Baby Seals Are Dying Because People Are Taking Them Home
Of all the wonderful things you can take home from the beach - pretty stones, halcyon memories, sand in your shoes - this should never be one of them.
Common sense, you might think: Baby seals are not pets. Humans make very poor seal mothers. And their real mothers are rarely far behind.
But sadly, in recent months, there have been there have been at least five reported cases of humans finding seal pups - and trying to take them home.
"If there's one message I'm getting out, it's if you see a seal on the beach, let him be," Kathy Zagzebski, executive director of the National Marine Life Center, told The Dodo in May when baby seal season was just ramping up. "Often mom is coming back. And call the seal rescue group in your area so we can check it out."
And yet selfishness seems to spring eternal.
In May, a woman took a harbor seal from a beach in Westport, Washington. She reportedly put the baby seal in a shopping bag, but the animal was unresponsive once she got him home. Wildlife officials were forced to euthanize the seal.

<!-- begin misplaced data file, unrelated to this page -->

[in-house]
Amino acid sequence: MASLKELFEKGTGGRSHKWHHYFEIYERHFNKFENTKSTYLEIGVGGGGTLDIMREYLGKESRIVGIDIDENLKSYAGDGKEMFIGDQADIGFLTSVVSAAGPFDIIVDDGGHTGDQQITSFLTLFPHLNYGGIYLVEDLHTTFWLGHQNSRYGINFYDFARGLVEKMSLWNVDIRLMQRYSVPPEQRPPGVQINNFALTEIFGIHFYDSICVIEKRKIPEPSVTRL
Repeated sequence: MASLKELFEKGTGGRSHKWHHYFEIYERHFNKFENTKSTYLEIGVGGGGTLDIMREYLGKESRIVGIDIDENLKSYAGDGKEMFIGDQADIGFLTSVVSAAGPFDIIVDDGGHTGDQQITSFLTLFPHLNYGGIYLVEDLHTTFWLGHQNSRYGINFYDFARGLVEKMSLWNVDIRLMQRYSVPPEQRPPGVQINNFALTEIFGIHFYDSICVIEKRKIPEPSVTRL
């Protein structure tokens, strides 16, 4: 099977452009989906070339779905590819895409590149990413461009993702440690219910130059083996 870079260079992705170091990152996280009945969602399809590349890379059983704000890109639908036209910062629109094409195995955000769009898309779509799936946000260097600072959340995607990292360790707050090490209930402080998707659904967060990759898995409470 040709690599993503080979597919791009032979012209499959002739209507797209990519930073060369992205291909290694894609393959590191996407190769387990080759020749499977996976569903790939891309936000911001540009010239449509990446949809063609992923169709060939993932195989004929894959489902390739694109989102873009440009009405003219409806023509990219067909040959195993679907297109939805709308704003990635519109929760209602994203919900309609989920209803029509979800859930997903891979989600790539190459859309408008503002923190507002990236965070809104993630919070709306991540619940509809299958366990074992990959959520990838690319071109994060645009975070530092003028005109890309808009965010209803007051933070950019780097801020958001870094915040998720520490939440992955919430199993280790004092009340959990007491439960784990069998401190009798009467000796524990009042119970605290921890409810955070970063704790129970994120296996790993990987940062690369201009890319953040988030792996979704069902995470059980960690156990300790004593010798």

Another recent case in Oregon suggests people may be overcaring for seemingly orphaned seals. When a couple found a seal pup on a beach in Garibaldi, they didn't see the mother around and figured the baby was orphaned.
The couple draped the seal in a towel, brought her home and tried to keep her alive in the shower. Although wildlife officials brought the seal back to the beach the next day, she was later found dead.
The sad irony here is that the baby seal was likely just left on the beach while her mother scavenged for food.
"That results in a big challenge we see every year with little baby pups left on the beach perfectly OK, perfectly healthy - until people come along," Zagzebski said.
Kindness can indeed kill. And sometimes you don't even need to take an animal home to cause irreparable harm. Selfies can prove equally fatal.
But for many of us, walking away from a lone baby seal on the beach isn't easy.
"These animals have an innate charm. When you see one on the beach, they just draw you in. They're small. They're vulnerable," Jeff Boehm, executive director of The Marine Mammal Center in Northern California, told the Associated Press.
But there's nothing cute about the consequences of meddling with nature.
NOAA's Share the Shore campaign hopes to remind beachgoers that it's not only illegal to harass, disturb or move young seals or other marine mammals, but it can also be fatal.
If you come across an animal who looks to be in real trouble, call the agency's hotline at 800-853-1964.
For more information on how you can help marine animals in need, click here.